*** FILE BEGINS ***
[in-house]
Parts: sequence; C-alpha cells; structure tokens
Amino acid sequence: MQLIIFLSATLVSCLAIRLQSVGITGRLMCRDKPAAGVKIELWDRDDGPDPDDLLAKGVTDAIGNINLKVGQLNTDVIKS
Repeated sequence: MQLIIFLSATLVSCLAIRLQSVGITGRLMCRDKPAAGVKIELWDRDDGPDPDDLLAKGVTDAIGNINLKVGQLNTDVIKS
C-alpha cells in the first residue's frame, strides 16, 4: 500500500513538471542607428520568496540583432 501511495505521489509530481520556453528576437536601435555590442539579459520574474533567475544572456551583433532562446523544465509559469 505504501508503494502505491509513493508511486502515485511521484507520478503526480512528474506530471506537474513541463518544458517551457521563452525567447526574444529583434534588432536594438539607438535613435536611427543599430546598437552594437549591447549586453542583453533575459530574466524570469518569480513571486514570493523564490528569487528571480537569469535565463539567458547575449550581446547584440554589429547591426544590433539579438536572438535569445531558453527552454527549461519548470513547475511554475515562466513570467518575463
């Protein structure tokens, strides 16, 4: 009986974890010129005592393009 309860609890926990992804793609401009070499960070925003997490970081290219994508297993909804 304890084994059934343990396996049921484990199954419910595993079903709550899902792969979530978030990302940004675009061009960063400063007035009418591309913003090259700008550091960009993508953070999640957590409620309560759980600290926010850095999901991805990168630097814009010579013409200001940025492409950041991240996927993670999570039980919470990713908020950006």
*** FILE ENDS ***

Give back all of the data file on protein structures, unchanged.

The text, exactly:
[in-house]
Parts: sequence; C-alpha cells; structure tokens
Amino acid sequence: MQLIIFLSATLVSCLAIRLQSVGITGRLMCRDKPAAGVKIELWDRDDGPDPDDLLAKGVTDAIGNINLKVGQLNTDVIKS
Repeated sequence: MQLIIFLSATLVSCLAIRLQSVGITGRLMCRDKPAAGVKIELWDRDDGPDPDDLLAKGVTDAIGNINLKVGQLNTDVIKS
C-alpha cells in the first residue's frame, strides 16, 4: 500500500513538471542607428520568496540583432 501511495505521489509530481520556453528576437536601435555590442539579459520574474533567475544572456551583433532562446523544465509559469 505504501508503494502505491509513493508511486502515485511521484507520478503526480512528474506530471506537474513541463518544458517551457521563452525567447526574444529583434534588432536594438539607438535613435536611427543599430546598437552594437549591447549586453542583453533575459530574466524570469518569480513571486514570493523564490528569487528571480537569469535565463539567458547575449550581446547584440554589429547591426544590433539579438536572438535569445531558453527552454527549461519548470513547475511554475515562466513570467518575463
């Protein structure tokens, strides 16, 4: 009986974890010129005592393009 309860609890926990992804793609401009070499960070925003997490970081290219994508297993909804 304890084994059934343990396996049921484990199954419910595993079903709550899902792969979530978030990302940004675009061009960063400063007035009418591309913003090259700008550091960009993508953070999640957590409620309560759980600290926010850095999901991805990168630097814009010579013409200001940025492409950041991240996927993670999570039980919470990713908020950006």